It’s been three months since Wilder Jean, a 50-year-old supervisor in a local nursing home, got sick with COVID-19, was hooked up to a ventilator at Boston’s Brigham and Women’s Hospital, and put into a medically induced coma.
As he grabbed a folding chair from his garage in South Easton one afternoon in July, Jean still gripped a cane in his right hand.
“I was very complicated. I ended up with acute renal failure (and) a lot of infections,” he said. “The hard thing is, you wake up every day, you don't know what it's gonna be. Is it going be a swollen foot? I just still have times when you're so fatigued, you don't want to get up.”
Jean is one of more than 7,000 long-term care workers in Massachusetts who got COVID. At least 26 of those workers died, according to federal and state data obtained by WGBH News. Nationwide, the number of long-term care worker deaths from COVID tops 700 — on pace to make caregiving the nation's deadliest occupation, more dangerous than logging or commercial fishing, according to research released last month by experts at Harvard and the University of Rochester.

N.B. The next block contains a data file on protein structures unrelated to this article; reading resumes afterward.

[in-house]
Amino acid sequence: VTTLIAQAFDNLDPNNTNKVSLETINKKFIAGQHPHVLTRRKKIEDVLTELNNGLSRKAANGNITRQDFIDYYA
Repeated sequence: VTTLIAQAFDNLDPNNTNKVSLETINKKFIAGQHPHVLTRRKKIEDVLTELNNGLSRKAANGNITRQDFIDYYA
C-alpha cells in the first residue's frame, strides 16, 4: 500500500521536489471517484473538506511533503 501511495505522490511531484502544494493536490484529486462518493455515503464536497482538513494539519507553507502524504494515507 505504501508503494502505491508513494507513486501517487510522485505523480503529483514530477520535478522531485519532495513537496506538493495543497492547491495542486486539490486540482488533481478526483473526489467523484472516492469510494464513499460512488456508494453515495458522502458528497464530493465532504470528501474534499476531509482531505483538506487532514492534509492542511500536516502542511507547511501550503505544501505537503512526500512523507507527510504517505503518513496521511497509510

“I didn’t know if I was going to make it. My doctors eventually said my condition was one they did not see before,” said Jean, who spent 24 days on a ventilator with no visits from his family.
It wasn’t until he came out of the coma that Jean learned his wife had also gotten COVID. He said he felt awful knowing he must have infected her. She recovered at home, quarantining in the basement while their two college-age daughters shopped, cooked and cared for their mother.